How to think bigger than big

Years ago, I asked a four-year-old “What’s the biggest thing in the world?” and I was told – with some conviction – that it was a hippopotamus.

Well, everything’s relative.

Give “big idea” a Google, and you’ll see dozens of definitions, ranging from end-lines to TV spots, even social posts. “We need a big idea” has become common language in marketingese, but its scale seems to have diminished over time.

At The Smugglers, we call them ‘energising ideas’, the ideas that need to get through. Come up with your own name if you like, they come with several identifiers.

As we work so closely with our clients, the first one we see is the energy they give off. Not a little buzz, but lightning bolts. We’ve seen an austere Russian client jump to his feet and start hopping about, a European CMO cry with joy, and a financial services client fall off their chair.

Ideas with energy are so powerful, ownership spreads. And because they are transcendent people feel free to run with them.

They motivate organisations. People become proud of where they work – and when they are not working, they have a story. In turn, this attracts and retains talent.

Executions become expressions of excitement and conviction – strong enough to spend less on media while still hitting objectives. It’s the reason Honda spent £20 million a year less than the competition and gained an advantage.

Energising ideas resonate with customers. Suddenly there’s clarity and purpose. Messages linger, and people want to become involved. Also, there doesn’t seem to be so much risk. Quite the opposite – things can’t wait to be made.

Finding your story

Here are some starters:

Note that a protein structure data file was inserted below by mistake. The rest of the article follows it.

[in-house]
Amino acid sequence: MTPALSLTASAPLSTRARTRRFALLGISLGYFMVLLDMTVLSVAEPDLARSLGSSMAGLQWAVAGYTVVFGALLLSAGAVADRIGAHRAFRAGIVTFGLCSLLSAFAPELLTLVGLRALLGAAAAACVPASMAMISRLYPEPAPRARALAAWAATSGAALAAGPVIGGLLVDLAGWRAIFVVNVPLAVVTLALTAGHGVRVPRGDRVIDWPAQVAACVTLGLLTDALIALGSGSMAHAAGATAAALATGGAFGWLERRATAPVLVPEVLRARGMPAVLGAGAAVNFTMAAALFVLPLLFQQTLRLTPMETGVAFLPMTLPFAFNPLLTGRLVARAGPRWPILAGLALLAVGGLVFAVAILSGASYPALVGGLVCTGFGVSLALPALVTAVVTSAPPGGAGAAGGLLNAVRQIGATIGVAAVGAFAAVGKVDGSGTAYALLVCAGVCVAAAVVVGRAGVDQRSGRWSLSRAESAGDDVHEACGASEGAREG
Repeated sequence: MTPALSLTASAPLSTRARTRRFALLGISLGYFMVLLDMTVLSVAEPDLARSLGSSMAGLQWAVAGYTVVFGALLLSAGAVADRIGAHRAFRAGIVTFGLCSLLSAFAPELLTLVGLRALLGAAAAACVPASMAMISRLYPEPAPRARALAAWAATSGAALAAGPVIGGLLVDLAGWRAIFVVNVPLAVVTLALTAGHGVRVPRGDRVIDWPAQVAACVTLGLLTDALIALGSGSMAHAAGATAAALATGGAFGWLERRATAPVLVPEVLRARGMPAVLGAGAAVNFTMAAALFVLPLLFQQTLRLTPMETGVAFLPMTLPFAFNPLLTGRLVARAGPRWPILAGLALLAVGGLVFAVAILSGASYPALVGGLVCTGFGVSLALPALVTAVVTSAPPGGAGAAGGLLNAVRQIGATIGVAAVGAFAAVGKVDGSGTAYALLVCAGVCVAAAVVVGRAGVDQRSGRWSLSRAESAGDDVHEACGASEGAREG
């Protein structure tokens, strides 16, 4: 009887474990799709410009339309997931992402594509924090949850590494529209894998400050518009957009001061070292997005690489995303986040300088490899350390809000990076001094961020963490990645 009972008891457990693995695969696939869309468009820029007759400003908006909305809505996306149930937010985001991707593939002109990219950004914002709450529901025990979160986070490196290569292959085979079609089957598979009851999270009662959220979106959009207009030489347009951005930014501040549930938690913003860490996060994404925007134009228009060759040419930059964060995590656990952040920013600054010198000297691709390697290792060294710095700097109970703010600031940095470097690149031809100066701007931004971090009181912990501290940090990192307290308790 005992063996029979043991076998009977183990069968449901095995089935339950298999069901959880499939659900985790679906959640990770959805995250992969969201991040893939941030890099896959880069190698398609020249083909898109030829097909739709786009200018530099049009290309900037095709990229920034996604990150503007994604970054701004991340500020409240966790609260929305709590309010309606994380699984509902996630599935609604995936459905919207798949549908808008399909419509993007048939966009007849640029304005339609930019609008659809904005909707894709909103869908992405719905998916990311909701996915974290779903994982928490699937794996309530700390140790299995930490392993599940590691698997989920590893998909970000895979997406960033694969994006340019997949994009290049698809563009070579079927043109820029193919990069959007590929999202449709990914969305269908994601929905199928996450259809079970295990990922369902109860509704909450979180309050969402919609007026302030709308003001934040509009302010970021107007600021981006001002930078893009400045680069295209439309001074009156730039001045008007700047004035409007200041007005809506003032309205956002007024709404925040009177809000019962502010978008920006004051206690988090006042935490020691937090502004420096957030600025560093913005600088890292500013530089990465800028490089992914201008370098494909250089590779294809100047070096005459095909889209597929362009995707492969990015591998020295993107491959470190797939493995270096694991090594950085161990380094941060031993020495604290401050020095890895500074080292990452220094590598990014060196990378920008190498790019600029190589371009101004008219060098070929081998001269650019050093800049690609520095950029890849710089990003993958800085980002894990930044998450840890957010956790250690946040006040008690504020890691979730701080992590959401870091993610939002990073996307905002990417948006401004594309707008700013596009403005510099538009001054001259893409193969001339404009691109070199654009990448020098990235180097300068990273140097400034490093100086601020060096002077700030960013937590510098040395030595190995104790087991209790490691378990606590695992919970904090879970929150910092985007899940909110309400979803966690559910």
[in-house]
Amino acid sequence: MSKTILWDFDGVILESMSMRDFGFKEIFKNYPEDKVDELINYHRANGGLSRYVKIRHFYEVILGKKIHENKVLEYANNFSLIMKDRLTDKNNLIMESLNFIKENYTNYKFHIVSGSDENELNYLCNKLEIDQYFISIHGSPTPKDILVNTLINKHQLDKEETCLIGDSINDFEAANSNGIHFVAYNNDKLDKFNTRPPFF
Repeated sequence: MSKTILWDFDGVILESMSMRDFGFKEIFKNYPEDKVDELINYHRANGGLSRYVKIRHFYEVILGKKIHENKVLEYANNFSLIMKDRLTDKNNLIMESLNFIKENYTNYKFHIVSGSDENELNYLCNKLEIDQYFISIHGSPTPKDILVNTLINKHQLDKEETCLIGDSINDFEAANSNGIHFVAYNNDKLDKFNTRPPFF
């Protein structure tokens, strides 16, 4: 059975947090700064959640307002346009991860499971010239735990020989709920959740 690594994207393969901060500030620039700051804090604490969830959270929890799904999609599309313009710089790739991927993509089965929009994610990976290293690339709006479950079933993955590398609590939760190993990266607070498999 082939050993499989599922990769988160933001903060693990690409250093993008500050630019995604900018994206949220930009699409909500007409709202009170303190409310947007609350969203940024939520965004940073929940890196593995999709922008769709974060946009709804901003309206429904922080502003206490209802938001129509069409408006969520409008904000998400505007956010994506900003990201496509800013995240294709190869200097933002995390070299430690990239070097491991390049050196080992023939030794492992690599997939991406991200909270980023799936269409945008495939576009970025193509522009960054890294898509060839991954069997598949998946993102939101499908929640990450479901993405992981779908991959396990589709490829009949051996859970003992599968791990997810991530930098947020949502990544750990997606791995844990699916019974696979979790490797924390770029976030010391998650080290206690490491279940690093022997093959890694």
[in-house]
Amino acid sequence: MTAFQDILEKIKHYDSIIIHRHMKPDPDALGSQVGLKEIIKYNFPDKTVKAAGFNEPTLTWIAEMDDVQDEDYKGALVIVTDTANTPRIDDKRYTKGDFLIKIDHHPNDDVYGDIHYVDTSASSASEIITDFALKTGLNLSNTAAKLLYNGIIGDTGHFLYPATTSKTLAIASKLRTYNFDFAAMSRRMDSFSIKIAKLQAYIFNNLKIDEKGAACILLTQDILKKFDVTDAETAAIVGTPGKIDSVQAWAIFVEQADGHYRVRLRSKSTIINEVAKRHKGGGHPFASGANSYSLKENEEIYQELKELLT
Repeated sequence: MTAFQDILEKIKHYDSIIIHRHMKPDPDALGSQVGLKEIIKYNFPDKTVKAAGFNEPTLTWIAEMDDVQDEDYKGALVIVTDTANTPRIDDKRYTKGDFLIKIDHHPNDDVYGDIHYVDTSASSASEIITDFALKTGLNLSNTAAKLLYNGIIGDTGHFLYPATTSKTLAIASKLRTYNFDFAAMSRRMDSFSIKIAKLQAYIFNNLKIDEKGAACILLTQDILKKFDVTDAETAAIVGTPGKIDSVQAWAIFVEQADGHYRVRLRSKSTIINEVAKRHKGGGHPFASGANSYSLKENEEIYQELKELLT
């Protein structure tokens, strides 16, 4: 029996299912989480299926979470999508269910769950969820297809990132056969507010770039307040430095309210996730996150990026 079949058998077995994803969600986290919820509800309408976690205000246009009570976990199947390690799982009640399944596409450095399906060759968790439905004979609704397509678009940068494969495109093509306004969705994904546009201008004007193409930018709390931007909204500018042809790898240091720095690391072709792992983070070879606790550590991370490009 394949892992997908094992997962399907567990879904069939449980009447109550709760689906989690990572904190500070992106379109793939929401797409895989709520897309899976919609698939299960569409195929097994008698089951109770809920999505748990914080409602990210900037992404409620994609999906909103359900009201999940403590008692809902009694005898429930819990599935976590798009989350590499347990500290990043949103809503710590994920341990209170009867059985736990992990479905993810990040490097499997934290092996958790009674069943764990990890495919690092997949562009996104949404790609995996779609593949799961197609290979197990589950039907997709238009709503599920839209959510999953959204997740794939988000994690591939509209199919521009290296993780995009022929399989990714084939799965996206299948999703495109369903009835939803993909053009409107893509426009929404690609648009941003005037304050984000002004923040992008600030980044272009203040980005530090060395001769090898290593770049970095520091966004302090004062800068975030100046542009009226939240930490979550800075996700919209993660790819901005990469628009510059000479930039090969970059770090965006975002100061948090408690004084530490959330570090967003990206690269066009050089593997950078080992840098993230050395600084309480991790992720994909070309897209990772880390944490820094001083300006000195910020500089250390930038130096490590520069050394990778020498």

Go Deeper: You need to mine. Not dig. You need to go deep into the organisation, riches tend not to be sitting on the surface. Poke about in press releases, check social activity, look for interviews buried online, and importantly – talk to people. It’s surprising the gems that you’ll uncover simply by having conversations. A single quote from a fund manager, was the springboard to a complete positioning.

Go Back: Start at the beginning. Research the origins, look for genesis. The original vision of Octavia Hill (the founder) is even more relevant for The National Trust today.

Go Outside: You also need to know what to avoid. What’s the sector cliché, what is the competition up-to, where is there clear water? Proofpoint (digital security experts) is a good example. When all the competition were talking about was how close they are to being impenetrable we realised that that the most dangerous attack was the one that got in, turning the energy of the category to our advantage.

Go Compact: Keep the core team small. It creates more energy, locks focus and increases your chances. So, choose the crew carefully. A creative, a strategist and a great client can make great things happen.

Go Dotty: Interesting things happen when you join the dots. Look for patterns in culture, customers, products and services, and include the other information you’ve brought to the surface. Precision Print was moving into a new future, they needed something that bridged their new focus to a different customer base. Digital love print™ was born to unleash an exciting new world of digital printing.

Here’s a quick checklist to see if you’ve got a Energising Idea:

  • They FEEL different (you know you’re on to something)
  • They give generously
  • They inspire action
  • They build relationships
  • They change minds and behaviour
  • They move organisations forward
  • Engage employees, customers and society
  • They are alpha ideas*

And of course, energising ideas must drive return, bottom-line value and make businesses more important to people.

Speaking of important people, I asked the same four-year-old (now at University) again what she thought the biggest thing in the world was. She thought for a moment and told me “love”.

Now there’s an idea with energy.

Have we left anything out? What energising ideas have you seen that have this power?

*Alpha ideas have a hierarchy over other thoughts. In other words, they can “eat” other ideas – simply because they are bigger.

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